YUBA COUNTY (CBS13) — A piece of land right next to the Yuba County Airport is where you’ll find people free-flying, launching into the sky.
It’s exactly what a paraglider was doing moments before crashing into a power line across the street from where he was trying to land. The community surrounded him in support, anxiously waiting for him to safely get down.READ MORE: Golden State Warriors Beat Luka Dončić Led Mavericks, Reach Sixth NBA Finals In Eight Years
“From what I can tell the wind it almost always comes out of this direction right here. He turned around and came in with the wind instead of against the wind,” said Dave Jewell, owner of Blue Sky Powered Paragliding.
The paragliding crash is the latest incident in a matter of days.READ MORE: Gun Control Or Mental Health Reform? UC Davis Researchers Say We May Be Focusing On Wrong Problem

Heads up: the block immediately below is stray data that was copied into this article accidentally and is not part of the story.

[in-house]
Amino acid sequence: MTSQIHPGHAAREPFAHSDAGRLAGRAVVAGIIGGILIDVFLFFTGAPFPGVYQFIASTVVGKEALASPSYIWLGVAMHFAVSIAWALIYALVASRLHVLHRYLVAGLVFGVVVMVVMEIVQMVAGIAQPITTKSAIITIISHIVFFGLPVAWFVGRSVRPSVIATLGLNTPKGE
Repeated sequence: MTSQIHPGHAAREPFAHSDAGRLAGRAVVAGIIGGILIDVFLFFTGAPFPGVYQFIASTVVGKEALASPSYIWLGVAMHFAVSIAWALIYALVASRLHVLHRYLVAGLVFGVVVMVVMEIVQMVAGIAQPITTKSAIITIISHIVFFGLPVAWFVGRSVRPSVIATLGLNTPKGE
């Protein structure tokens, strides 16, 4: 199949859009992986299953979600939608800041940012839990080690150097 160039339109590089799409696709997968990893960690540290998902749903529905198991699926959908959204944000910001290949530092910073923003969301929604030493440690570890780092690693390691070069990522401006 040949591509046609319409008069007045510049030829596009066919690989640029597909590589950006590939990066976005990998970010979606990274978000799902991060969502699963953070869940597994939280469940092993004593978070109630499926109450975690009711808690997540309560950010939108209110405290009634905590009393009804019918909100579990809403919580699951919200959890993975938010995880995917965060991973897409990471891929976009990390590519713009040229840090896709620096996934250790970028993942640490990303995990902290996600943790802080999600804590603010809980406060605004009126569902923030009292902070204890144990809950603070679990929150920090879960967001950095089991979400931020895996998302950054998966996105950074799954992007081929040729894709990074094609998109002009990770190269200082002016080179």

Last Friday, a Rocklin man was killed following a crash in Truckee and on Monday a pilot was hurt after crashing in El Dorado County.
In light of the recent incidents, CBS13 went directly to the Federal Aviation Administration for answers on how paragliding is regulated. The agency released the following statement:
“If it’s an unregistered ultralight, they don’t require an FAA airworthiness certificate and you don’t need a pilot license to fly them. If it’s a registered aircraft, the pilot is subject to the same requirements as anyone else with a pilot license and the aircraft is subject to the same maintenance requirements. If it’s an experimental aircraft, there are limits on where it can be flown.”
Rebekah Wright watches paragliders outside her office almost every day, but has never seen a man crash into a power line dangling for dear life. She’s happy the man is alive and free.MORE NEWS: Purchaser Of $1.6M Winning Lottery Ticket From Sacramento Store Did Not Claim Prize By Thursday's Deadline
“At the very end finally get him down you can see the relief in his eyes,” she said.